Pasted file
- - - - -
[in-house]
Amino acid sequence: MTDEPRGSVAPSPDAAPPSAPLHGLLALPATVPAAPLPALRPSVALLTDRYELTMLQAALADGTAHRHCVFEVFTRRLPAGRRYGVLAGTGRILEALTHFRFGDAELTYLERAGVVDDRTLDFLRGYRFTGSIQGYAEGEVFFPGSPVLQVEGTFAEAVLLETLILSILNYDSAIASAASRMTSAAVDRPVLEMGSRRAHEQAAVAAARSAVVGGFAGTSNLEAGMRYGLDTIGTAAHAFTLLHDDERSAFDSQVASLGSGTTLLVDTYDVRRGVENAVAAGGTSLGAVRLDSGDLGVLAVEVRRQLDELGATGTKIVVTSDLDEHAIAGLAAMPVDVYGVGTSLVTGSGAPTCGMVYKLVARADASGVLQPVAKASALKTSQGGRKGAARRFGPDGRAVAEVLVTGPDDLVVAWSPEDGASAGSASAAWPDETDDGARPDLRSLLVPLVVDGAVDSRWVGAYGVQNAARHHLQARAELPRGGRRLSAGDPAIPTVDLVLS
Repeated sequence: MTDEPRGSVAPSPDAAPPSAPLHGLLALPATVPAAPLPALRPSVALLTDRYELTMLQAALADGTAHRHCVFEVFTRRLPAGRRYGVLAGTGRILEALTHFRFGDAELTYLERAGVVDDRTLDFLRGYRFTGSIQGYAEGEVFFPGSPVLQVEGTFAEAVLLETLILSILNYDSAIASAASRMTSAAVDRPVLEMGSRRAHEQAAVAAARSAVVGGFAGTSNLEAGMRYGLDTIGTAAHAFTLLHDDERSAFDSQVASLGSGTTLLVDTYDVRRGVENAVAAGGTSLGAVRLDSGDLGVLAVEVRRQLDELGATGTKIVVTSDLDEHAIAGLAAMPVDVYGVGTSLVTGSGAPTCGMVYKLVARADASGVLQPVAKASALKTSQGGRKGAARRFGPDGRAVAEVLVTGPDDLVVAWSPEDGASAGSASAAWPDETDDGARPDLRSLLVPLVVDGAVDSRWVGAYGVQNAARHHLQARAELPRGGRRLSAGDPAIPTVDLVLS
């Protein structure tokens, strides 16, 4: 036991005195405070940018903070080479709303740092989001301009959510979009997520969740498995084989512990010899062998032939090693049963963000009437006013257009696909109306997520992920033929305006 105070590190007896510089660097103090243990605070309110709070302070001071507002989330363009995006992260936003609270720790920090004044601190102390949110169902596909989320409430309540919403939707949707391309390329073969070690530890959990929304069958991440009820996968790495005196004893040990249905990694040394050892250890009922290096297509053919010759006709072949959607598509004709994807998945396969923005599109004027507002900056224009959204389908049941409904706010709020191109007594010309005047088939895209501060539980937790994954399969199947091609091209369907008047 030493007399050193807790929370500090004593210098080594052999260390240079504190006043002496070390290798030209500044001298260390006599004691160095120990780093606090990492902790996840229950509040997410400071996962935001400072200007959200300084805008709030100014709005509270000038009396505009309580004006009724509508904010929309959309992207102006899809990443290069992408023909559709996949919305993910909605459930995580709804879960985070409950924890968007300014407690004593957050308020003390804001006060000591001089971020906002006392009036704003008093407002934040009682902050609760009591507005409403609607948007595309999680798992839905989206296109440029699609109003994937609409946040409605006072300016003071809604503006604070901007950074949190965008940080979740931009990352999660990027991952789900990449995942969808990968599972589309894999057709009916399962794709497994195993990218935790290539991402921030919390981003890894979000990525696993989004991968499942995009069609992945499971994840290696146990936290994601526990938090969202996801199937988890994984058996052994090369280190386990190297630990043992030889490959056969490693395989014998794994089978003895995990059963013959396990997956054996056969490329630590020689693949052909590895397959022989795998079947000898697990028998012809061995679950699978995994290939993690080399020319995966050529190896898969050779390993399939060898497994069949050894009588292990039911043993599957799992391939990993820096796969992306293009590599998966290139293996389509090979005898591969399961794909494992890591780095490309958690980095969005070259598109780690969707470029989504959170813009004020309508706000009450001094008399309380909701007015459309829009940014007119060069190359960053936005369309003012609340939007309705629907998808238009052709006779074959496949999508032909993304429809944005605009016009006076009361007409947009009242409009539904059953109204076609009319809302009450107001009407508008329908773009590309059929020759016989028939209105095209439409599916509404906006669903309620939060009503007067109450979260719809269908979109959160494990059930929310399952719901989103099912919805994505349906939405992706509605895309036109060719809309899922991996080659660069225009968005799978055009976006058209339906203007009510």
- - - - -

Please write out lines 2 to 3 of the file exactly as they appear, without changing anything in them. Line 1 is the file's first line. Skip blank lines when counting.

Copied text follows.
Amino acid sequence: MTDEPRGSVAPSPDAAPPSAPLHGLLALPATVPAAPLPALRPSVALLTDRYELTMLQAALADGTAHRHCVFEVFTRRLPAGRRYGVLAGTGRILEALTHFRFGDAELTYLERAGVVDDRTLDFLRGYRFTGSIQGYAEGEVFFPGSPVLQVEGTFAEAVLLETLILSILNYDSAIASAASRMTSAAVDRPVLEMGSRRAHEQAAVAAARSAVVGGFAGTSNLEAGMRYGLDTIGTAAHAFTLLHDDERSAFDSQVASLGSGTTLLVDTYDVRRGVENAVAAGGTSLGAVRLDSGDLGVLAVEVRRQLDELGATGTKIVVTSDLDEHAIAGLAAMPVDVYGVGTSLVTGSGAPTCGMVYKLVARADASGVLQPVAKASALKTSQGGRKGAARRFGPDGRAVAEVLVTGPDDLVVAWSPEDGASAGSASAAWPDETDDGARPDLRSLLVPLVVDGAVDSRWVGAYGVQNAARHHLQARAELPRGGRRLSAGDPAIPTVDLVLS
Repeated sequence: MTDEPRGSVAPSPDAAPPSAPLHGLLALPATVPAAPLPALRPSVALLTDRYELTMLQAALADGTAHRHCVFEVFTRRLPAGRRYGVLAGTGRILEALTHFRFGDAELTYLERAGVVDDRTLDFLRGYRFTGSIQGYAEGEVFFPGSPVLQVEGTFAEAVLLETLILSILNYDSAIASAASRMTSAAVDRPVLEMGSRRAHEQAAVAAARSAVVGGFAGTSNLEAGMRYGLDTIGTAAHAFTLLHDDERSAFDSQVASLGSGTTLLVDTYDVRRGVENAVAAGGTSLGAVRLDSGDLGVLAVEVRRQLDELGATGTKIVVTSDLDEHAIAGLAAMPVDVYGVGTSLVTGSGAPTCGMVYKLVARADASGVLQPVAKASALKTSQGGRKGAARRFGPDGRAVAEVLVTGPDDLVVAWSPEDGASAGSASAAWPDETDDGARPDLRSLLVPLVVDGAVDSRWVGAYGVQNAARHHLQARAELPRGGRRLSAGDPAIPTVDLVLS